Data de-duplication/deduplication is a specialized compression technique for data which operates by removing duplicate copies of data, thus making it a great way to make data recovery and backup simpler. Knowledge is half the battle when it comes to minimizing the negative aspects of de-duplication, so I will provide an overview of it. There are several forms of de-duplication such as file-level, block-level, inline, and post-process. File-level de-duplication searches for identical files, while block-level looks for identical blocks. Inline de-duplication starts when it is received from the storage system, but before the data is written. Finally, post-process de-duplication writes data and then de-duplicates it only when resources are available for use.
Data can accumulate quickly, and multiple copies of the same file can be stored in a manner of ways and various places. While data de-duplication can help reduce this, it can come with many challenges. In this blog, I will discuss the de-dupe tax; what it is, how it is created, and most importantly, how to limit its negative impact. When performing data de-duplication, backups can slow down significantly, especially when one is using disk staging. This results in lengthier backup times and lower performance. When restoring de-duplicated backups, they can take much longer than when the data is not de-duplicated. This is what the de-dupe tax is all about.
To help protect against this, one must decide whether they are planning to utilize the de-dupe systems as the source for copying tape, as the de-dupe tax is much higher when performing large restores and on tapes. Furthermore, knowing everything one can about the restoration in question, what vendor’s products are being used, and which method is being implemented to de-duplicate the data can help plan and perform data de-duplication better and reduce the impact of the de-dupe tax. Although with de-duplication, backups can become more efficient, it can slow down the process of restoration due to having a reduced amount of data being contiguous stored on a disk. This factor causes a high amount of disk fragmentation, thus causing backup software to find these scattered blocks, taking time and sacrificing patience.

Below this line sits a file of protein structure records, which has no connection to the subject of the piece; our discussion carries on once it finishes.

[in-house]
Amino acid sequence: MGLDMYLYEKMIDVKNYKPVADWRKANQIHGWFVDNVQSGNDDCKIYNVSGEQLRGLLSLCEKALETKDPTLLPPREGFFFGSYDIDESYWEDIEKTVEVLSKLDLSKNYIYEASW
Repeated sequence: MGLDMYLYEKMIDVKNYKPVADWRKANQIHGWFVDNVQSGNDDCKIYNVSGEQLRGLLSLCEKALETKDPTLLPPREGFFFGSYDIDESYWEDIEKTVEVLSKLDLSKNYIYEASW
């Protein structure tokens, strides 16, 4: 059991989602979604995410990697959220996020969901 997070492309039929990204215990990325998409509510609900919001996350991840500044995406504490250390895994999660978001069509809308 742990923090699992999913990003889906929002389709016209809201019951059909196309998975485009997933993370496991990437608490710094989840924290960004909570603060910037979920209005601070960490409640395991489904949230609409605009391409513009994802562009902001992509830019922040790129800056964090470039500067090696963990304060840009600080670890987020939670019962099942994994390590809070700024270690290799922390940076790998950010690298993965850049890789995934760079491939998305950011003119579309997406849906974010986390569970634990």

While there are many forms of data de-duplication, every form suffers from the de-dupe tax in some way. With the aid of vendors, there are other methods to reduce this tax, such as increasing the number of available disks or implementing solid-state disks. Additionally, caching is another method that can be used to lessen the impacts of the de-duplication tax. Since early data de-duplication products had the problem with a single block of corrupted storage affecting many others, products now keep a watchful eye of how often blocks are being used and then storing a second copy of the block on the same disk. This helps prevent corruption from spreading and providing a copy of the block as a safety net. Also, caching the most frequently used blocks is an excellent way of reducing read time during restoration, further decreasing the de-dupe tax.
Data de-duplication can be of great help to any user. By reducing duplicated files, the size of our data is lessened, providing higher performance and faster operations. However, data de-duplication can create fragmented drives as well as slow down backup operations.
Preston, W. Curtis. (2010, November). Solving common data deduplication system problems. Retrieved from .
Posey, Brien. (2013, April). The “deduping tax” and other issues to consider with deduplication. Retrieved from .